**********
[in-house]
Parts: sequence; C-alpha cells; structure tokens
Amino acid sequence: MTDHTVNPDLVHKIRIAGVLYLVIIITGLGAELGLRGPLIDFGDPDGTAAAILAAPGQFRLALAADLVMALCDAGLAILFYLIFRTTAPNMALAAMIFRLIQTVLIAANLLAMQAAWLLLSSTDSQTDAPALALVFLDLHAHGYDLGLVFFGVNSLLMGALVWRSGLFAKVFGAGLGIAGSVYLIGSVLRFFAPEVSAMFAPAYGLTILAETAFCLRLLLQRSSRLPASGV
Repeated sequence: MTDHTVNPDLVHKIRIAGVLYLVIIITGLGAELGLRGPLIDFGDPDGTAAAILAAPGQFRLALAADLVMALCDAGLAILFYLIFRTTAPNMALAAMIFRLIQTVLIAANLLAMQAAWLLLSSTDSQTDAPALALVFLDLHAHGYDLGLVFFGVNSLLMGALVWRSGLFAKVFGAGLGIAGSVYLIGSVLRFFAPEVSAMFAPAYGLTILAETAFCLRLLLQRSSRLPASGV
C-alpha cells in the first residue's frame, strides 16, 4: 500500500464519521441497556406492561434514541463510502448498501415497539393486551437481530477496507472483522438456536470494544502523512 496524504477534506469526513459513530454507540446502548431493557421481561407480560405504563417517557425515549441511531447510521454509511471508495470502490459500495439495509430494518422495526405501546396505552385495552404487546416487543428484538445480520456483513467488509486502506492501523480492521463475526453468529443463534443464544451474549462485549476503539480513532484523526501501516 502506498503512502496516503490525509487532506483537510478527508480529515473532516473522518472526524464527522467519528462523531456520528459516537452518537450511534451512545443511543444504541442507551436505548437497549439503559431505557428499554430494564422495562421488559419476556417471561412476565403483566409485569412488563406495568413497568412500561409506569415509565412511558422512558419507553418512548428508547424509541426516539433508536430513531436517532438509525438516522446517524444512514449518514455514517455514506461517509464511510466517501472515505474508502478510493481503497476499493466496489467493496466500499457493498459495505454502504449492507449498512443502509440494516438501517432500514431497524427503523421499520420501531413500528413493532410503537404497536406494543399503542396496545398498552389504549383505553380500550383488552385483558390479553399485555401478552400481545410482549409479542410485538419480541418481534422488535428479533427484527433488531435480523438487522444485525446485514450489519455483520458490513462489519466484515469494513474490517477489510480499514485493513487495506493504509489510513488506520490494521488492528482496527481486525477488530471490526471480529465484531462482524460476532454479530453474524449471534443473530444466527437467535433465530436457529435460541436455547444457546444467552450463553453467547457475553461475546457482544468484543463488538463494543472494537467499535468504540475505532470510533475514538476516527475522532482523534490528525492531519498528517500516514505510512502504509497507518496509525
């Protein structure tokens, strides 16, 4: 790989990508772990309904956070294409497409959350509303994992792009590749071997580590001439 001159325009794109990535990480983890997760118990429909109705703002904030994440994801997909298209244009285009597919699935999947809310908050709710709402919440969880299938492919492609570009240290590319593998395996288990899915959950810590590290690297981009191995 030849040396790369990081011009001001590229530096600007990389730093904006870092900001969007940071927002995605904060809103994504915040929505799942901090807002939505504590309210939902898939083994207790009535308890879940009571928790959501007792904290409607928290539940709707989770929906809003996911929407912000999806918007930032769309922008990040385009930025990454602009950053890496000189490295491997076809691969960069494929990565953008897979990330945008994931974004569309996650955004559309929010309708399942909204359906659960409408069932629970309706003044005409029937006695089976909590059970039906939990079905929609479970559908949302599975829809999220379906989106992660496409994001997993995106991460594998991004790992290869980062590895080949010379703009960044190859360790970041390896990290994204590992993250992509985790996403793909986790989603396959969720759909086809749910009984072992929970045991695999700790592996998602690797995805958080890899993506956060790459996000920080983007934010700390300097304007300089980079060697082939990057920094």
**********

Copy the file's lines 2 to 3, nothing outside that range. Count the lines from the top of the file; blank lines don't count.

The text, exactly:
Parts: sequence; C-alpha cells; structure tokens
Amino acid sequence: MTDHTVNPDLVHKIRIAGVLYLVIIITGLGAELGLRGPLIDFGDPDGTAAAILAAPGQFRLALAADLVMALCDAGLAILFYLIFRTTAPNMALAAMIFRLIQTVLIAANLLAMQAAWLLLSSTDSQTDAPALALVFLDLHAHGYDLGLVFFGVNSLLMGALVWRSGLFAKVFGAGLGIAGSVYLIGSVLRFFAPEVSAMFAPAYGLTILAETAFCLRLLLQRSSRLPASGV